PITTSFIELD, Ill. — Two Pike County Board committees heard more Wednesday about a proposed memorandum of understanding with Grain Belt Express.
Grain Belt Express is developing an approximately 750-mile overhead, direct current transmission line that would originate near Dodge City, Kan., and cross through Northeast Missouri and West-Central Illinois in an effort to connect low-cost wind generation resources in western Kansas with energy demand centers to the east. The Illinois route has not been finalized, but Pike and Calhoun counties are in project’s Illinois study area as likely entry points from Missouri.
Rick Cornell with Grain Belt Express sat down with the county’s Ag and Finance committees to outline the project and the agreement.
No votes were taken or decisions made, but “it’s a situation where we at least started a dialogue,” Pike County Board Chairman Andy Borrowman said. “We did explain to him we thought we’d be willing to work with the company.”
State’s Attorney Carrie Boyd plans to contact the project’s legal team to clarify some issues and possibly make changes in the agreement providing details of voluntary payments by Grain Belt, not to exceed $7,000 per linear mile each year, which will begin when the project is commissioned for commercial service and last for 20 years.
“Sometime in the next month or two we will more than likely have a question before the board on whether they’re willing to sign an agreement, depending on what we hear from the state’s attorney and her recommendation,” Borrowman said.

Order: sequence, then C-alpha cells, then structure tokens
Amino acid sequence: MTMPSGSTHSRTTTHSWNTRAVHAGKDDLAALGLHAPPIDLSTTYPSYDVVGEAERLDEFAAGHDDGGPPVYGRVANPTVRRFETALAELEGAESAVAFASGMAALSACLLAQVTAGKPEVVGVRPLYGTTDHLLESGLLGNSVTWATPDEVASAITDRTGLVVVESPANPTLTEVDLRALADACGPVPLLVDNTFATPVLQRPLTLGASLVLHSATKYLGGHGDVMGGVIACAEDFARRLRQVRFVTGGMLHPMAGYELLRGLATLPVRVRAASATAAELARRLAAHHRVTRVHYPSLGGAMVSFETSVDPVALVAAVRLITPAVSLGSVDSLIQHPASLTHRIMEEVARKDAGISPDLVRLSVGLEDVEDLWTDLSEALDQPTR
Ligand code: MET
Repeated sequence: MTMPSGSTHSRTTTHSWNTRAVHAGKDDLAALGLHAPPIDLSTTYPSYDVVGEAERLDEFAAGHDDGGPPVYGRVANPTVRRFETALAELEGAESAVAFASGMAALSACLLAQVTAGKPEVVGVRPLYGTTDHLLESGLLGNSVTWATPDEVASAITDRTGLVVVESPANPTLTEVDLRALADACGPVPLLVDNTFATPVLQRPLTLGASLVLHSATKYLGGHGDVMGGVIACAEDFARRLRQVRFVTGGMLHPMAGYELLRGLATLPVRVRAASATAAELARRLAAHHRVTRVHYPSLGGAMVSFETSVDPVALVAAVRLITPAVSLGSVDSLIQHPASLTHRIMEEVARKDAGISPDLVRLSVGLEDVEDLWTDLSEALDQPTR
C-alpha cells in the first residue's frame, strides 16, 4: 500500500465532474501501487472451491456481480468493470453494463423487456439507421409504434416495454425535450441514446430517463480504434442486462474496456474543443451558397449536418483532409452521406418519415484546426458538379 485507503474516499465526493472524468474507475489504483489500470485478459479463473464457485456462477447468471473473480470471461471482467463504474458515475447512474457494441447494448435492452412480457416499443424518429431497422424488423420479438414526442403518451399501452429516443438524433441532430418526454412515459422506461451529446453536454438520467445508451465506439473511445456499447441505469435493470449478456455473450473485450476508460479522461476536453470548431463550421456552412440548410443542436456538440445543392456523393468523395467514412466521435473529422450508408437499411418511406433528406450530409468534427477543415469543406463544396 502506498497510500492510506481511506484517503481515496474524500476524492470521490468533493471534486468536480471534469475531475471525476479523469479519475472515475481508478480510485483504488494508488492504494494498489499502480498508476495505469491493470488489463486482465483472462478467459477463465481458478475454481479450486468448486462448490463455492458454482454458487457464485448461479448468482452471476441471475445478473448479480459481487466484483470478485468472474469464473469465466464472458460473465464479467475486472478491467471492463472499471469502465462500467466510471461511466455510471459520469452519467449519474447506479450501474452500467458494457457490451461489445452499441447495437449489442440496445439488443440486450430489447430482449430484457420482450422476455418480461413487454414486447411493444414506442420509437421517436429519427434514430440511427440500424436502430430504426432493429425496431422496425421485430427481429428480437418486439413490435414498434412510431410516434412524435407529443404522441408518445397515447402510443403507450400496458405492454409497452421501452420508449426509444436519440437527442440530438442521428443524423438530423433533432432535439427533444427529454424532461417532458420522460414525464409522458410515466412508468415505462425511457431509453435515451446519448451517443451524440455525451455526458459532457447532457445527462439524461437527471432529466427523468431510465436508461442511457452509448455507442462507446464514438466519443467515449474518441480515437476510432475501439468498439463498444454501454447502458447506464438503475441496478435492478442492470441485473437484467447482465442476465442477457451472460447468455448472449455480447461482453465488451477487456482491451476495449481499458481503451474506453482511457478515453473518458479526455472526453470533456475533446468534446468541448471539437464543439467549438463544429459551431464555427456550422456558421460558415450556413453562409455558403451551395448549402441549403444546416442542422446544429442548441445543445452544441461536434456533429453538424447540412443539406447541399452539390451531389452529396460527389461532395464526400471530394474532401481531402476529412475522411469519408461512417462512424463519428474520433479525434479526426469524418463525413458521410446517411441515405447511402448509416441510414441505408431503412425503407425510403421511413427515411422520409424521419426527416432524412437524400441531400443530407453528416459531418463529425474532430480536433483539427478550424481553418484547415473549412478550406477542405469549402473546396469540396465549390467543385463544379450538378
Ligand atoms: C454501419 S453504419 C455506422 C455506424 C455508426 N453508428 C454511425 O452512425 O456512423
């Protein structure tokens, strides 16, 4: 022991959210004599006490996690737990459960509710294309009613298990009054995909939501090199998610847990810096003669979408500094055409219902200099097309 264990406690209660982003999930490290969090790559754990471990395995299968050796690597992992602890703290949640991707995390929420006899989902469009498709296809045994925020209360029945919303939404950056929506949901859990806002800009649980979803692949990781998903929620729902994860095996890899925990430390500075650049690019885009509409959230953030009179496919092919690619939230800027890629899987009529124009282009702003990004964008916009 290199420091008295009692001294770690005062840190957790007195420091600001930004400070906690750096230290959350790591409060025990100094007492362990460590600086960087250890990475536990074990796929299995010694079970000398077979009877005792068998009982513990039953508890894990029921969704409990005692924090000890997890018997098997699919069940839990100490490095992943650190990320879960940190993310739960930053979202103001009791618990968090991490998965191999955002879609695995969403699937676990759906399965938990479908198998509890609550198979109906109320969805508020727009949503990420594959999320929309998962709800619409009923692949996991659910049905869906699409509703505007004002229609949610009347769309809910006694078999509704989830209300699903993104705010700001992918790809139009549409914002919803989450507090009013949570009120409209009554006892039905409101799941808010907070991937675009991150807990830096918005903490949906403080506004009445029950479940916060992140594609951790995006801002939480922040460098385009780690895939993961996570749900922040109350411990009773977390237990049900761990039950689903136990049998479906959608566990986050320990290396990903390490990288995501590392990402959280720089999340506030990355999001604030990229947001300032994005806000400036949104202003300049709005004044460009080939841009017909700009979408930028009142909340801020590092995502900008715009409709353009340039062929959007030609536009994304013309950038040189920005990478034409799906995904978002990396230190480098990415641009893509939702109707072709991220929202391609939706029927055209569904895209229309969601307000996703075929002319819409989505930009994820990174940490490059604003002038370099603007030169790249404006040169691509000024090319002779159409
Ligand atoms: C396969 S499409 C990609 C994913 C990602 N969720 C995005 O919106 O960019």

Other questions raised targeted provisions made for demolition if after 20 years the line is no longer used, impact on county-maintained roads and easement compensation for farmers and landowners.
Farmland easements typically amount to $4,000 for each acre directly affected, but “some fair market value for farmland especially in the western part of the county are up closer to $10,000 to $11,000 per acre,” Borrowman said.
“There’s a lot of issues that are going to surround this project,” said Blake Roderick, executive director of the Pike and Scott County Farm Bureaus, who attended the committee meeting. “Farm Bureau has been supportive of the renewable energy projects. Direct current is a good way to move that across the country, but we’ve got to be concerned with the rights of our landowners and their ability to continue to farm and make sure that they have the best information and representation as this project goes forward.”
Clean Line Energy Partners LLC, which is developing the Grain Belt Express project, hopes to have final project approval by 2015, with construction starting in 2016 and the transmission line put in service as early as 2018. The project has been approved in Indiana and Kansas but not yet in Missouri or Illinois.
Full story originally published here.
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